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News

Employers must protect lone workers to stay legal.

Connexion2 : 05 December, 2007  (Technical Article)
The Corporate Manslaughter and Corporate Homicide Act places a duty of care on employers who have lone workers in their employment explains Craig Swallow of Connexion2.
After ten years in the making, the Corporate Manslaughter and Corporate Homicide Act has added another layer of liability for organisations and, importantly, those who run them. An employer's duty of care is not only a legal requirement but now it must be seen to be demonstrated that a company or organisation is doing everything practicable to protect the health and safety of employees.

Previously, an organisation could be prosecuted at common law for manslaughter, although attempts to do so were mostly unsuccessful. Now the Act, when it comes into force on 6 April 2008, will make it easier to prosecute companies and other large organisations when gross failures in the management of health and safety lead to death.

An organisation will be guilty of corporate manslaughter if a gross management or organisational failing causes a person's death. The new offence will apply to management failings by an organisation's senior managers - either individually or collectively. The focus has therefore moved from the culpable individual to collective senior management responsibility. However, individuals who commit a serious breach of a duty of care leading to a person's death may still face prosecution and possible imprisonment for the common law offence of gross negligence manslaughter.

Within the Corporate Manslaughter and Corporate Homicide Act a gross failure is defined as conduct that 'falls far below what can reasonably be expected of the organisation in the circumstances'. In assessing whether there has been a gross failure, the proposed law will require a consideration of whether the organisation complied with health and safety legislation and guidance. If a health and safety breach is established, the jury must then consider (a) how serious was the failure, and (b) how much of a risk of death resulted from the failure. Furthermore, the jury will need to consider whether the attitudes, policies, systems or accepted practices within an organisation were likely to have encouraged or produced tolerance of non-compliance with health and safety law.

It is estimated that more than half of UK businesses are at risk of substantial fines under pending legislation. The legislation will mean that businesses, as well as individuals, could be prosecuted and face unlimited fines if management failings are judged to have caused the death of an employee (or a member of the public). Fines for conviction under the legislation are, like convictions for breaches of health and safety legislation, up to an unlimited amount. However, convictions for corporate manslaughter (corporate homicide in Scotland) will carry a greater stigma than a conviction for a health and safety breach. The fines could be higher and there will certainly be greater and more adverse publicity.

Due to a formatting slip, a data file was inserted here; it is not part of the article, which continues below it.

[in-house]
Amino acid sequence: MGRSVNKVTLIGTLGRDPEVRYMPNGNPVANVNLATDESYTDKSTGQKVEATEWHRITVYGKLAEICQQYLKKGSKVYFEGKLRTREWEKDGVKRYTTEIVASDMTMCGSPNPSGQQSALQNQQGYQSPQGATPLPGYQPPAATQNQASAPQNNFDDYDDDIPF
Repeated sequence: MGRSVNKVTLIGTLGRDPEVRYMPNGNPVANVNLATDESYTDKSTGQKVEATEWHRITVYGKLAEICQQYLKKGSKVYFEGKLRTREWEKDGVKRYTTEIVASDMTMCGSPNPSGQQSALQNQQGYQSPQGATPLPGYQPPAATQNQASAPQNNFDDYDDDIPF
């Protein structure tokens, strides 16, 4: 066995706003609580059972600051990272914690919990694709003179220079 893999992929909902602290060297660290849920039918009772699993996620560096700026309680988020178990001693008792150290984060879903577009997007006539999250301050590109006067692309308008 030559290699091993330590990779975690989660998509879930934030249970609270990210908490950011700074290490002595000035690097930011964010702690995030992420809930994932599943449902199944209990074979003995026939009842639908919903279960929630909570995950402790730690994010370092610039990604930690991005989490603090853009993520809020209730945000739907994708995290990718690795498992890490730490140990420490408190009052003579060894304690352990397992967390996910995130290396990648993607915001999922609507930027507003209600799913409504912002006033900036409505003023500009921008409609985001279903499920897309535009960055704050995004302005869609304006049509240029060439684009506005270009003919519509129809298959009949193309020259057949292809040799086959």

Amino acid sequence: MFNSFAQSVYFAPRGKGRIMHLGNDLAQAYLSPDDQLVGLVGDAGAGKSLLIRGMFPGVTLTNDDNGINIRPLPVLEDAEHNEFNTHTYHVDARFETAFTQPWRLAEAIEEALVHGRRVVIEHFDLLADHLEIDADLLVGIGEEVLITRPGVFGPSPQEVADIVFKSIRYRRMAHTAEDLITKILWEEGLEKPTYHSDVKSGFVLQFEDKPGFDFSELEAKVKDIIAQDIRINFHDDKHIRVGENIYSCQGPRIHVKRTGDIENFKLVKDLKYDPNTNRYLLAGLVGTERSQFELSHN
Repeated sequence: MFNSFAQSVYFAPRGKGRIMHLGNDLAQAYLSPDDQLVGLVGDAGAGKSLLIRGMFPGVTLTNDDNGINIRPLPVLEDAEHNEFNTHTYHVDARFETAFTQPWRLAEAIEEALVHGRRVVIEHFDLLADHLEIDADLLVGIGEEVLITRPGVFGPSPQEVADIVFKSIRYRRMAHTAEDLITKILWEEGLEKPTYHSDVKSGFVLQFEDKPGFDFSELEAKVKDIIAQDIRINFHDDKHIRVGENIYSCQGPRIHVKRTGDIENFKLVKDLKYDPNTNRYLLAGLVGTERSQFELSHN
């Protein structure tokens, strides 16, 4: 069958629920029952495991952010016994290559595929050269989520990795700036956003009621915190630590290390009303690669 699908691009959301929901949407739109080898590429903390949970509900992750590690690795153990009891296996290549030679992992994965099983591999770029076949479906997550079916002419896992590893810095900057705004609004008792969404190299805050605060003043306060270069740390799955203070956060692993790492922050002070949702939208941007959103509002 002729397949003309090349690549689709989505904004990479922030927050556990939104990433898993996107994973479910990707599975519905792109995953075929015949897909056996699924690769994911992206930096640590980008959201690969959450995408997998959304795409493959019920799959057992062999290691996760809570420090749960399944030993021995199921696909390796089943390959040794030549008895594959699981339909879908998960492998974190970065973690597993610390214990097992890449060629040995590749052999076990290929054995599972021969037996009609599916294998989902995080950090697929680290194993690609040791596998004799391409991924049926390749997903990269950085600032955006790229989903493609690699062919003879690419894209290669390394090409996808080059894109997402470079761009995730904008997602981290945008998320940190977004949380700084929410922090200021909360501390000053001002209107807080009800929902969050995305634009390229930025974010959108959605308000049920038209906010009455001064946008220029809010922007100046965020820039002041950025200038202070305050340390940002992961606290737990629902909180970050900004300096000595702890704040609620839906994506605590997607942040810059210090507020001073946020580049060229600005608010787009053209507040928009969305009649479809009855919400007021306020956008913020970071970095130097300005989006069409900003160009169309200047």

The new legislation has helped focus attention on lone workers who are particularly vulnerable. Changing work patterns and the need for businesses to 'downsize' are resulting in more and more staff becoming classified as lone workers. Employers have responsibilities for the health, safety and welfare at work of all their employees and the health and safety of those affected by the work e.g. contractors and self-employed people who companies may engage. These responsibilities cannot be transferred to people who work alone. Lone workers by definition are more vulnerable to accident and aggression than most employees and therefore it is vitally important that their employers develop long-term strategies in order to protect their safety. Risk assessment should help decide the right level of supervision, training and protective equipment that needs to be employed.

One way of protecting lone workers is through a dedicated alarm system. With the increasing number of personal attack alarms now on the market, the Association of Chief Police Officers (ACPO) are reviewing its position on their use. Many companies have been issuing lone workers with mobile phones equipped set up with a speed-dial for staff to raise the alarm if threatened. A mobile phone is a communications tool; it is not necessarily an effective tool to use when faced with an aggressor or other form of danger. Arguably, by providing a worker with a mobile phone an employer increases the risks faced by the worker.

ACPO have stated that no single action 'single push' PA devices should be allowed. Instead they now say that portable PA devices should be dedicated, not incorporate any other functionality and should have a way of dual verifying an alarm.

Products like Identicom, which this year received the ACPO sponsored Award at IFSEC 2007, are fit for purpose and conform to police policy. For example, Identicom is equipped with a discrete emergency button that activates the alarm, which opens up a voice call to a third party whilst at the same time discreetly notifying the wearer that the alarm has been triggered and is active. A second concealed button enables the wearer to leave details of their whereabouts and notify their employer when they know they are entering a potentially hazardous situation.

Prior to the Corporate Manslaughter and Corporate Homicide Act coming into force in four months time, companies and organisations need to review their health and safety procedures and in particular reassess their lone worker protection strategy. In the event of a fatality, a company's defence would be helped if the business could demonstrate a good health and safety culture that is actively encouraged by managers.

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